Archives of E-mails for Week 3 and Week 4

This page contains the e-mails that I sent out to the students during the second two weeks of the course.

You are responsible for everything that is within thesee-mails for the e-mails are the method by which most of the communication between you and I will take place, and where the assignments are given. Please pay attention to them.

The earliest e-mail appears first, with later e-mails appearing father down the page.

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Mailed October 16, 2006

Greetings on this rainy evening:
This is officially MEA week, so the workload is less than a typical week. I still expect one e-mail of communication from each of you, and one assignment this week. Today, we enter into the world of Ancient History as it relates to Astronomy. The only assignment for this week is to read the material about the Ancient Astronomy through Ptolemy and then respond to the Quiz on Ancient Astronomy.
Direct links are provided below:
The first link is to the opening page on the history of Astronomy

The next link is directly to the page on Ancient Astronomy

The third link is to the reading of Greek Astronomy

The fourth link is to a page on the Astronomy of Ptolemy

This final link is to the Ancient Astrnomy Quiz


Please remember that the work done so far should include:
1) Student Introduction
2) 3 point Quiz #1 from the first week and found in the Archive site of the course homepage
3) 3 point Quiz #2 from the second week and found in the Archive site of the course homepage
4) First constellation observation ... the weather was great Saturday night, so do not wait too long to get this done

YOU HAVE AN OPTION OF EARNING EXTRA CREDIT EQUAL TO ONE HALF OF A TEST BY WRITING YOUR OWN MTYH ... see the link below for this


Next week, you will be finishing the history unit and learning about the properties of light and also doing a scale model of the solar system. This is a great week to get caught up.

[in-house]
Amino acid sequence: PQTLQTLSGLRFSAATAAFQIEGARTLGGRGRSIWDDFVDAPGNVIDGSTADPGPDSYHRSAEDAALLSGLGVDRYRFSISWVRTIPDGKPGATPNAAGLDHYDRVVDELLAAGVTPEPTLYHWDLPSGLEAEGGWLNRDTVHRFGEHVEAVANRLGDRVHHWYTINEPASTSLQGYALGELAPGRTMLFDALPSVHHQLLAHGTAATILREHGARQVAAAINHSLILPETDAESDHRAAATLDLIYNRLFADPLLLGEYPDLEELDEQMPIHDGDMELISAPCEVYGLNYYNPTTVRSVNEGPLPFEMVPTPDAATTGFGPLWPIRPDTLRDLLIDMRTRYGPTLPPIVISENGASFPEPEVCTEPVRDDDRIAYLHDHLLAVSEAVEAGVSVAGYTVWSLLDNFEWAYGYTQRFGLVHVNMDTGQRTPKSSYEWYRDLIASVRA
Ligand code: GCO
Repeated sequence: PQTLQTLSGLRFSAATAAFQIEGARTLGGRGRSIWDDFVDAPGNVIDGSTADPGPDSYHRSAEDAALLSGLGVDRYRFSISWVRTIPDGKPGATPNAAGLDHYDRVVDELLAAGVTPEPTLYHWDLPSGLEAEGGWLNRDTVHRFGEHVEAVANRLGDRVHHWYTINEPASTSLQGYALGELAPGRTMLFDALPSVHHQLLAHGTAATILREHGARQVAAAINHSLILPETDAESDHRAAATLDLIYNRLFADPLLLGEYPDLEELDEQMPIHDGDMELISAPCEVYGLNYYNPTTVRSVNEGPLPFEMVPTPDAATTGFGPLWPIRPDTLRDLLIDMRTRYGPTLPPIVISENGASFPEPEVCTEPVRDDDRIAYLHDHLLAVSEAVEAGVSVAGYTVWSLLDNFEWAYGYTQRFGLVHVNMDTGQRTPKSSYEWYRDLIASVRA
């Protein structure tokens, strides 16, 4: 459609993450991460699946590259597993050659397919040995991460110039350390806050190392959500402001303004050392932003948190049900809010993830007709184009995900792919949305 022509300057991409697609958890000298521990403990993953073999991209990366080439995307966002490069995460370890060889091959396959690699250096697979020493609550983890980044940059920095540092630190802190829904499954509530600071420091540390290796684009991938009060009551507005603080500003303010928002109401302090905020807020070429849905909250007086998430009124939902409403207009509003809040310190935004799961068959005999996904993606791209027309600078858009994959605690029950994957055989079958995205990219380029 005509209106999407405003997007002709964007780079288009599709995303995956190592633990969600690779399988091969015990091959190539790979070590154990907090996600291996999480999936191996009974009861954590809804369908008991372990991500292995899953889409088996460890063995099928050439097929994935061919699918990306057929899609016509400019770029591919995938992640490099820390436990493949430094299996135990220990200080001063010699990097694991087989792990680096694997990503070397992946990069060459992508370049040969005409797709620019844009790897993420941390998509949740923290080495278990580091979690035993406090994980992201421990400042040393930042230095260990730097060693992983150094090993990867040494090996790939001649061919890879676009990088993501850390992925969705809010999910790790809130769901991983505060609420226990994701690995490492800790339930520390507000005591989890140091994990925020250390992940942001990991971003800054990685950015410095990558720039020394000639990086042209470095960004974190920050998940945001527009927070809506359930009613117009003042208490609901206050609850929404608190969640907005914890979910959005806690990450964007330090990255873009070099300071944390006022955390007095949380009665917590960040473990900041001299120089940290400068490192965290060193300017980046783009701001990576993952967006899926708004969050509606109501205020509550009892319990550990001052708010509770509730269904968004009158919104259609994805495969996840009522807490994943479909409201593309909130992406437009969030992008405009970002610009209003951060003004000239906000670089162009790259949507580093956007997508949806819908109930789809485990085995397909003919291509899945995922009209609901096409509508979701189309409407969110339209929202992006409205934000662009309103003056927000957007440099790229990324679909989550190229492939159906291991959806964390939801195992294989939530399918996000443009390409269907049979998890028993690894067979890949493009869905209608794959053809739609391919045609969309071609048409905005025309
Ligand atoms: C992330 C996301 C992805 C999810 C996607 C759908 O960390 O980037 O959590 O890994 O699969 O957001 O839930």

NOTE: I AM GOING TO PUT A DEADLINE ON HOMEWORK AND ASSIGNMENTS (BESIDES OBSERVATIONS) TO KEEP PEOPLE FROM FALLING BEHIND. Please keep up with the pace.

Hope your MEA weeks are GREAT

Tom

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Mailed October 23, 2006

Greetings:
We were in southwestern Michigan, just a bit north of South Bend, Indiana visiting family over the past few days. My wife's parents live on a small farm that does not have any form of internet access, so I have been away from my ability to stay in touch with anyone. With the MEA break now over, it is time to start to get into the meat of the Astronomy course.
This week is a REALLY important time to get everyone on the same page.

FIRST - I want to invite everyone over to our house to look through the telescopes at some stuff in the night sky. Would any of you be interested? What night might work best?

SECOND - We will be moving soon into the Unit about Light. The website for this is: Light and Telescopes

within these pages is information about the tools that astronomers use to measure starlight, what basic units of measurements are used to describe things in space, and some pretty nice illustrations.

THIRD - this week, I hope that everyone can complete all of UNIT THREE ... the history of Astronomy. The unit has a fair amount of reading and two quizzes ... one on ancient astronomy and another on the Astronomy Revolution with Copernicus.
The quizzes can be found at:

Ancient Astronomy Quiz

Copenican Revolution Quiz


DO NOT DO THE GRAD STANDARD PAPER. This will no longer be part of the course.

FOURTH: In the later afternoon, and up through sunset on November 8, the planet Mercury will go across the front of the Sun, creating a nifty Mercury solar eclipse. It can be readily seen in a telescope. If you are interested in trying to see this event, please let me know, so we can schedule a time and place to look.

FIFTH - I am finding some dead links in the course and am working to get everything updated. For any student who is having trouble finding things, please give me an e-mail and I will do everything to try and help you through this process.

I hope to hear from you soon.

Tom

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Mailed October 25, 2006

Greetings:
I have not heard from many of you in quite a while, and I sure hope that you look at this e-mail sometime in the next two hours. The sky looks like it will be clear for the next few hours, and it will be possible for you to see something that has not been visible in at least three years ... a comet. I am connecting the link to the site that will help you find it. It is visible with your naked eyes, and if you have binoculars, it is even better.
go to: Spaceweather.com
The click on the "skymap"
If you see the comet, please let me know, and I wil give you credit worth 2 of the 10 point quizzes!
Tom

 

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